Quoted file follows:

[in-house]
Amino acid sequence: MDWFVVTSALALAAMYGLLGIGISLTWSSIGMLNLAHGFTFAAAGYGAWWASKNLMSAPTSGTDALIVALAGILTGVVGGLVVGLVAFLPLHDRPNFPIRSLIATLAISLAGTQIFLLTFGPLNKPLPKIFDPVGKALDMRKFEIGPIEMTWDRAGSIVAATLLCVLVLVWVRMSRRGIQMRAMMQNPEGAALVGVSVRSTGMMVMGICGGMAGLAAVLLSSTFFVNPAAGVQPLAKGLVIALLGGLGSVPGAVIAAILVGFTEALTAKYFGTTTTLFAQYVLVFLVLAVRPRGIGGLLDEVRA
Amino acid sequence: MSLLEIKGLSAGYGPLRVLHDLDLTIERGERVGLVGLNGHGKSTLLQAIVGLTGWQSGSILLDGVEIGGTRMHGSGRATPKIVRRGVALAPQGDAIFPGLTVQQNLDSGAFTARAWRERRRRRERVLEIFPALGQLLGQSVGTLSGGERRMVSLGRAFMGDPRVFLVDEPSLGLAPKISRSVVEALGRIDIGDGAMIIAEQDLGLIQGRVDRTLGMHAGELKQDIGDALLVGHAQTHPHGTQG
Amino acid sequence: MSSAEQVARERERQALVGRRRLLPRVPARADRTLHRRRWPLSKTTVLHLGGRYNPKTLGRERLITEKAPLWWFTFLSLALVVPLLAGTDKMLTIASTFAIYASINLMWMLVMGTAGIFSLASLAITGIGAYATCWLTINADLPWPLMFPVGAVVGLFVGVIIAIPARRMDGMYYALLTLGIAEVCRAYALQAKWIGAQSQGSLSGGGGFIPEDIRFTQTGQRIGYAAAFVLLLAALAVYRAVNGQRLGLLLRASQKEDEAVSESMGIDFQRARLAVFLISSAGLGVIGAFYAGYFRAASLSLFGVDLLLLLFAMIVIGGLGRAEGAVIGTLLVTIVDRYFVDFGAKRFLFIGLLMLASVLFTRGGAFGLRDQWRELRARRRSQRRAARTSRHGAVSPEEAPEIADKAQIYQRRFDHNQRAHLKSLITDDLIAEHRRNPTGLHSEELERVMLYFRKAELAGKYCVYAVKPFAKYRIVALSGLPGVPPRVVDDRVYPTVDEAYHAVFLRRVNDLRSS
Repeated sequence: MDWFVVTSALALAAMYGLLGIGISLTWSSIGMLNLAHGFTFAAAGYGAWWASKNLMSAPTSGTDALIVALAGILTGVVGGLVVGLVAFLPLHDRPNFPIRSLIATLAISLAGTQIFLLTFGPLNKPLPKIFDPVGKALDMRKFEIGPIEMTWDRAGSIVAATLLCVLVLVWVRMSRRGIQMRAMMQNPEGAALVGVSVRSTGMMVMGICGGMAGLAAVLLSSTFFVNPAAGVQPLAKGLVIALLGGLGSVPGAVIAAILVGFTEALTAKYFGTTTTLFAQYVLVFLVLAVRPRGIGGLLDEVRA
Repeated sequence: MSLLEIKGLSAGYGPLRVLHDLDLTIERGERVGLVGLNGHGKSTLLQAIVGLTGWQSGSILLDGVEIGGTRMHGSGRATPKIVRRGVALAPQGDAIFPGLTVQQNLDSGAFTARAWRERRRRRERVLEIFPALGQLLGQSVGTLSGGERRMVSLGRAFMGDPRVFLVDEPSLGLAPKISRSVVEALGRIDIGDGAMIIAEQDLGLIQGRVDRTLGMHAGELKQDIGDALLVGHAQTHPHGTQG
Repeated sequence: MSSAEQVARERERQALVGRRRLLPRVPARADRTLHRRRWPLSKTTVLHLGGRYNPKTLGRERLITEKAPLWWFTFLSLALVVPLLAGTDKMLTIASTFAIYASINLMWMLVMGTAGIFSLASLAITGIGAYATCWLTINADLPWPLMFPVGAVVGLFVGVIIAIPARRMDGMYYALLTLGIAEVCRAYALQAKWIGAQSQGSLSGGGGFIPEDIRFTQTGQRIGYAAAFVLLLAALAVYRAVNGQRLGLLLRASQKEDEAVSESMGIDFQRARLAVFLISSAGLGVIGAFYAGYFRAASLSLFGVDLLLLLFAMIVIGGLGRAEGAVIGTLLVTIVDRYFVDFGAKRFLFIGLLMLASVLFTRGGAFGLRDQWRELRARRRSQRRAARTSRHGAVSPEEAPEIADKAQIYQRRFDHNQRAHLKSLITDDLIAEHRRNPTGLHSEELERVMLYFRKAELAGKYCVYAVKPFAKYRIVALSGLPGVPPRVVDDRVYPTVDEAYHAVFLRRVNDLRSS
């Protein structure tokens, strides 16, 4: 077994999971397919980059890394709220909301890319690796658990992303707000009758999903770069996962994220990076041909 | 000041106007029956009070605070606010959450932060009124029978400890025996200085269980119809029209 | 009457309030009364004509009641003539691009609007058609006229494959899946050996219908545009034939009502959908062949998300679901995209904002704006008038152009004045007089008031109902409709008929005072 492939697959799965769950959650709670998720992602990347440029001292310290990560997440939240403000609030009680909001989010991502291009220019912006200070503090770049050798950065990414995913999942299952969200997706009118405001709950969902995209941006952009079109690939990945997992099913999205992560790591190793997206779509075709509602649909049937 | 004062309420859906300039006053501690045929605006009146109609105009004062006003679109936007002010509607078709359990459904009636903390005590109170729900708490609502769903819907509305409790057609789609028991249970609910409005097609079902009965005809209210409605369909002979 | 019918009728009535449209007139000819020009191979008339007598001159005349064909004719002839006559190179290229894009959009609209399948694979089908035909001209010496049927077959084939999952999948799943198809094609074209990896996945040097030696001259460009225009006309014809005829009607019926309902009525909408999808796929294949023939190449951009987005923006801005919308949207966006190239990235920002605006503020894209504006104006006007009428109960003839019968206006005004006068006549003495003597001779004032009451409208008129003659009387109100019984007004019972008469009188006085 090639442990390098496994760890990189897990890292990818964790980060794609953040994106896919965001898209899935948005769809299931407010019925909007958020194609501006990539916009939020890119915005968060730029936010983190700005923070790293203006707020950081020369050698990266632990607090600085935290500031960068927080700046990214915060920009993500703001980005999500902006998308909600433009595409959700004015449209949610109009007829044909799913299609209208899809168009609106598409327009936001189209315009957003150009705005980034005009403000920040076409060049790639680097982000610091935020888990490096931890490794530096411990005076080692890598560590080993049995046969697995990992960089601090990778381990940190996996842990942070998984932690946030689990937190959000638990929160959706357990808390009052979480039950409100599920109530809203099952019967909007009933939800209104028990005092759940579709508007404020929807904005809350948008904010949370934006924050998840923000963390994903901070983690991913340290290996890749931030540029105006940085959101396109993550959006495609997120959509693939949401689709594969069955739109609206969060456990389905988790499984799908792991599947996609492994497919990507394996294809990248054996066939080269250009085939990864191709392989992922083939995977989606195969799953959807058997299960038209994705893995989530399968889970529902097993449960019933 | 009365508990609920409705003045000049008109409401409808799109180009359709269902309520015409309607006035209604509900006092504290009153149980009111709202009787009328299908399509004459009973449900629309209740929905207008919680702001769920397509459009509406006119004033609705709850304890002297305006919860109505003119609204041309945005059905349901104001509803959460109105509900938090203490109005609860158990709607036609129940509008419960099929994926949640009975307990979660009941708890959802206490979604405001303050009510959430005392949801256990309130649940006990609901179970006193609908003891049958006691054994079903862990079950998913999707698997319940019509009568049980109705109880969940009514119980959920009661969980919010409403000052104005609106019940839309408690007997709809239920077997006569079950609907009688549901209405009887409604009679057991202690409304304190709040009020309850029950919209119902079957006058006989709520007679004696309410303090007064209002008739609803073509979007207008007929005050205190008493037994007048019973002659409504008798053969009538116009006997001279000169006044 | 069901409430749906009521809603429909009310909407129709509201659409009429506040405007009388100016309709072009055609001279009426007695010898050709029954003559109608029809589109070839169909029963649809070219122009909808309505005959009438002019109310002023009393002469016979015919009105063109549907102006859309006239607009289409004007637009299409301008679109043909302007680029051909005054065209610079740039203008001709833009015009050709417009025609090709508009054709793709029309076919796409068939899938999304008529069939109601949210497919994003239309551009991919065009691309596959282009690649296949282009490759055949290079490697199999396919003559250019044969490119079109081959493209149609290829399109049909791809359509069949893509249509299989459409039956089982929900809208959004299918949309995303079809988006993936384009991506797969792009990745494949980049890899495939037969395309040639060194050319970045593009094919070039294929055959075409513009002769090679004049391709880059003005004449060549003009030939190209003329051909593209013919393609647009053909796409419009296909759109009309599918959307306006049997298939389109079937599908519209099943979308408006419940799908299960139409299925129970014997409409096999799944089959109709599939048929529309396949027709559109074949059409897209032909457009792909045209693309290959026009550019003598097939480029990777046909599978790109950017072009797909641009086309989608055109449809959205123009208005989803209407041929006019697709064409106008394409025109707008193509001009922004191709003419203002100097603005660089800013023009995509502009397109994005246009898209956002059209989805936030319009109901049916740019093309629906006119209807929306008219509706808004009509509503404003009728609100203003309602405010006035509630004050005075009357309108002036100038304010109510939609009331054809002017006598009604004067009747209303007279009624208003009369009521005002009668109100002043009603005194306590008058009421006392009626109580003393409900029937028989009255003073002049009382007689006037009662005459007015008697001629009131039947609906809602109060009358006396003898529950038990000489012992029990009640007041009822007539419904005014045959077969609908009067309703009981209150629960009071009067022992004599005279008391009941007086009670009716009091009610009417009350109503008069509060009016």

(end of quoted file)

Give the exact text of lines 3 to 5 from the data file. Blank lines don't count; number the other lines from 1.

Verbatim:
Amino acid sequence: MSLLEIKGLSAGYGPLRVLHDLDLTIERGERVGLVGLNGHGKSTLLQAIVGLTGWQSGSILLDGVEIGGTRMHGSGRATPKIVRRGVALAPQGDAIFPGLTVQQNLDSGAFTARAWRERRRRRERVLEIFPALGQLLGQSVGTLSGGERRMVSLGRAFMGDPRVFLVDEPSLGLAPKISRSVVEALGRIDIGDGAMIIAEQDLGLIQGRVDRTLGMHAGELKQDIGDALLVGHAQTHPHGTQG
Amino acid sequence: MSSAEQVARERERQALVGRRRLLPRVPARADRTLHRRRWPLSKTTVLHLGGRYNPKTLGRERLITEKAPLWWFTFLSLALVVPLLAGTDKMLTIASTFAIYASINLMWMLVMGTAGIFSLASLAITGIGAYATCWLTINADLPWPLMFPVGAVVGLFVGVIIAIPARRMDGMYYALLTLGIAEVCRAYALQAKWIGAQSQGSLSGGGGFIPEDIRFTQTGQRIGYAAAFVLLLAALAVYRAVNGQRLGLLLRASQKEDEAVSESMGIDFQRARLAVFLISSAGLGVIGAFYAGYFRAASLSLFGVDLLLLLFAMIVIGGLGRAEGAVIGTLLVTIVDRYFVDFGAKRFLFIGLLMLASVLFTRGGAFGLRDQWRELRARRRSQRRAARTSRHGAVSPEEAPEIADKAQIYQRRFDHNQRAHLKSLITDDLIAEHRRNPTGLHSEELERVMLYFRKAELAGKYCVYAVKPFAKYRIVALSGLPGVPPRVVDDRVYPTVDEAYHAVFLRRVNDLRSS
Repeated sequence: MDWFVVTSALALAAMYGLLGIGISLTWSSIGMLNLAHGFTFAAAGYGAWWASKNLMSAPTSGTDALIVALAGILTGVVGGLVVGLVAFLPLHDRPNFPIRSLIATLAISLAGTQIFLLTFGPLNKPLPKIFDPVGKALDMRKFEIGPIEMTWDRAGSIVAATLLCVLVLVWVRMSRRGIQMRAMMQNPEGAALVGVSVRSTGMMVMGICGGMAGLAAVLLSSTFFVNPAAGVQPLAKGLVIALLGGLGSVPGAVIAAILVGFTEALTAKYFGTTTTLFAQYVLVFLVLAVRPRGIGGLLDEVRA